This is my 'before' view of the studio space in July 0f 2008.  I was blessed to find a house with a walk-out Daylight Basement, including one wall of windows looking out over trees, a creek, and an empty field.   Over the months I have added massive amounts of lighting, covered the insulated walls with a patchwork of mattboard, old paintings on canvas, and tyvek.  This view is of the North end of the studio - you can see my lighting which is actually outdoor lighting with movable cans - - windows all along the right-hand side provide addition light during the day and a beautiful view of nature.  Along the left/back side of the studio I have multiple shelving units for supplies, storage of completed work. This image shows the double-sided counter-height workbench with storage that I purchased from Goody's going-out-of-business sale, they are also on casters and anchor the north central section of the studio . . . you can so the great windows on this end of the studio, as well.   My favorite spot in the studio: the wicker porch swing were I can meditate on nature right outside my window, read, research, enjoy some of my friend's artwork (see CASSIE, the shoe sculpture on the left of the window by artist John MacMullen) . . . all I need is a lampshade! Below is the South End of the Studio - future office/bedroom . . .   Side of the office/future bedroom end of the studio . . . 16'x22'  (above) Below, my last stop before art is shipped, any hanging devices, polishing, wrapping and packaging, love having a space set aside for this task . . .   Left view is of the workbench area - the central section of the studio - with lots of open space to move around . . . and storage for wood and boxes . . . of course, I have my refrigerator stocked with ice-cold Diet Cokes!     So I hope you have enjoyed the tour of my studio - - - it has been a long journey of waiting patiently, focusing on my specific needs (custom lighting and electrical outlets) and scrounging to find the perfect furniture and units for my needs - - - I have already created some new encaustic paintings and am working on several installation pieces and the space is very conducive to my creative process. I'm looking forward to continuing the improvements and organization - I can't tell you how fantastic it is after years of working in corners, garages, and dining rooms to have MY space, MY studio - exclusively FOR ART'S SAKE!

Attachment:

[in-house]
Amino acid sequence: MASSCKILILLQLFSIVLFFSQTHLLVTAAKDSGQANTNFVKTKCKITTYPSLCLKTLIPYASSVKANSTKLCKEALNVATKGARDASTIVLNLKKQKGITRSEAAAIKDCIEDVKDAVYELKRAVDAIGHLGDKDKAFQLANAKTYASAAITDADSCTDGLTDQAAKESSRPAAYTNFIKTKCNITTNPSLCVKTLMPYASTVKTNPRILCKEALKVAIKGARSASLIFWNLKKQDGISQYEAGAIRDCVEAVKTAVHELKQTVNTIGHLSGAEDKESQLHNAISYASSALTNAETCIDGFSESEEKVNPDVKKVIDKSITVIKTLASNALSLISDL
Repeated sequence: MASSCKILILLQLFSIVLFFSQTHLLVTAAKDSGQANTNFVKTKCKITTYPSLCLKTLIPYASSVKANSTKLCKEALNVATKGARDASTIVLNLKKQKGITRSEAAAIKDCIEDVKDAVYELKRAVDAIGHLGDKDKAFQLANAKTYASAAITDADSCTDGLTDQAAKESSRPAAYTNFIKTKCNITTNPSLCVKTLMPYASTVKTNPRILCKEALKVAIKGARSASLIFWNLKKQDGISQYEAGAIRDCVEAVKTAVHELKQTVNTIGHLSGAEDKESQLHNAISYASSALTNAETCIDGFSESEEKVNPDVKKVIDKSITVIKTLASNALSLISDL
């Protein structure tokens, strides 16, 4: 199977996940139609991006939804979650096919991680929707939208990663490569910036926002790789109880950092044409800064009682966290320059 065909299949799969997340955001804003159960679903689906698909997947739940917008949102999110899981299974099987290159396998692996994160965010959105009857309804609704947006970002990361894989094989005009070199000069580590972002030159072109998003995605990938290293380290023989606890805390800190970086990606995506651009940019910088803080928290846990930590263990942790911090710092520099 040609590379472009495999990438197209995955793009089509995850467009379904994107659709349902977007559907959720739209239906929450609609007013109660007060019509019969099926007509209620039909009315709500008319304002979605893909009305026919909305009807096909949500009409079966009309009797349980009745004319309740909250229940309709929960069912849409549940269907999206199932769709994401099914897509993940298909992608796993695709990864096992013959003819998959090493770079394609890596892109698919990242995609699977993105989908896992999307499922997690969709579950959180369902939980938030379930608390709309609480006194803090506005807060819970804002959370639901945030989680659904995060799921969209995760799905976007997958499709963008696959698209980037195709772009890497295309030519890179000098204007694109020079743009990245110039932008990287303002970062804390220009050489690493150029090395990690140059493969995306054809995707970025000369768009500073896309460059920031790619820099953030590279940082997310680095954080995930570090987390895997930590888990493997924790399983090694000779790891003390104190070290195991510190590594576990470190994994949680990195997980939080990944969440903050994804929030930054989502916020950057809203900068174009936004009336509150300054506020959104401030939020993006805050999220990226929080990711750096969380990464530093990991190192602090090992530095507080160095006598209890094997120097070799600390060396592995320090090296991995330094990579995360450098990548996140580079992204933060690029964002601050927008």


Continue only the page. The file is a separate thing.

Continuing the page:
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What Defines Art?